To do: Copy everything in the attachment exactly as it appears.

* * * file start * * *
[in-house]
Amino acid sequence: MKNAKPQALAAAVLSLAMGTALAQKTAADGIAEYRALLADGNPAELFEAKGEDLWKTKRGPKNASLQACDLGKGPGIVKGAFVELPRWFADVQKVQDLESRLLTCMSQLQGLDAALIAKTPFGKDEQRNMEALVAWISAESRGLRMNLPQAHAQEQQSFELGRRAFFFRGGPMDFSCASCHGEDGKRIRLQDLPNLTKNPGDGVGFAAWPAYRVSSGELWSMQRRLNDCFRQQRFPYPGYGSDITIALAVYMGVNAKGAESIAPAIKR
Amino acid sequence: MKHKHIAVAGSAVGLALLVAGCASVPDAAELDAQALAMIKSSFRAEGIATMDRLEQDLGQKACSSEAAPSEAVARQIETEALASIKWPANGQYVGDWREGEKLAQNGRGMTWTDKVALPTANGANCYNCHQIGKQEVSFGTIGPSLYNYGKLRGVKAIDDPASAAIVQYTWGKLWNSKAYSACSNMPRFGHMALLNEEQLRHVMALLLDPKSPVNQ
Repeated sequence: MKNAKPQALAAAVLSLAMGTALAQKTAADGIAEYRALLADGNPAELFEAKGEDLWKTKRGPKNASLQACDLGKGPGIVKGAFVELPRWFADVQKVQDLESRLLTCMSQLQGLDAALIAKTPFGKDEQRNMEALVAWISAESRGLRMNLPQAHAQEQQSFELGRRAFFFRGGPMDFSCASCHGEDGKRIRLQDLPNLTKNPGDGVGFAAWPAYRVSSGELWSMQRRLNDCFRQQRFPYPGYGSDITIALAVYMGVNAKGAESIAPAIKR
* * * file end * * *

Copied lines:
[in-house]
Amino acid sequence: MKNAKPQALAAAVLSLAMGTALAQKTAADGIAEYRALLADGNPAELFEAKGEDLWKTKRGPKNASLQACDLGKGPGIVKGAFVELPRWFADVQKVQDLESRLLTCMSQLQGLDAALIAKTPFGKDEQRNMEALVAWISAESRGLRMNLPQAHAQEQQSFELGRRAFFFRGGPMDFSCASCHGEDGKRIRLQDLPNLTKNPGDGVGFAAWPAYRVSSGELWSMQRRLNDCFRQQRFPYPGYGSDITIALAVYMGVNAKGAESIAPAIKR
Amino acid sequence: MKHKHIAVAGSAVGLALLVAGCASVPDAAELDAQALAMIKSSFRAEGIATMDRLEQDLGQKACSSEAAPSEAVARQIETEALASIKWPANGQYVGDWREGEKLAQNGRGMTWTDKVALPTANGANCYNCHQIGKQEVSFGTIGPSLYNYGKLRGVKAIDDPASAAIVQYTWGKLWNSKAYSACSNMPRFGHMALLNEEQLRHVMALLLDPKSPVNQ
Repeated sequence: MKNAKPQALAAAVLSLAMGTALAQKTAADGIAEYRALLADGNPAELFEAKGEDLWKTKRGPKNASLQACDLGKGPGIVKGAFVELPRWFADVQKVQDLESRLLTCMSQLQGLDAALIAKTPFGKDEQRNMEALVAWISAESRGLRMNLPQAHAQEQQSFELGRRAFFFRGGPMDFSCASCHGEDGKRIRLQDLPNLTKNPGDGVGFAAWPAYRVSSGELWSMQRRLNDCFRQQRFPYPGYGSDITIALAVYMGVNAKGAESIAPAIKR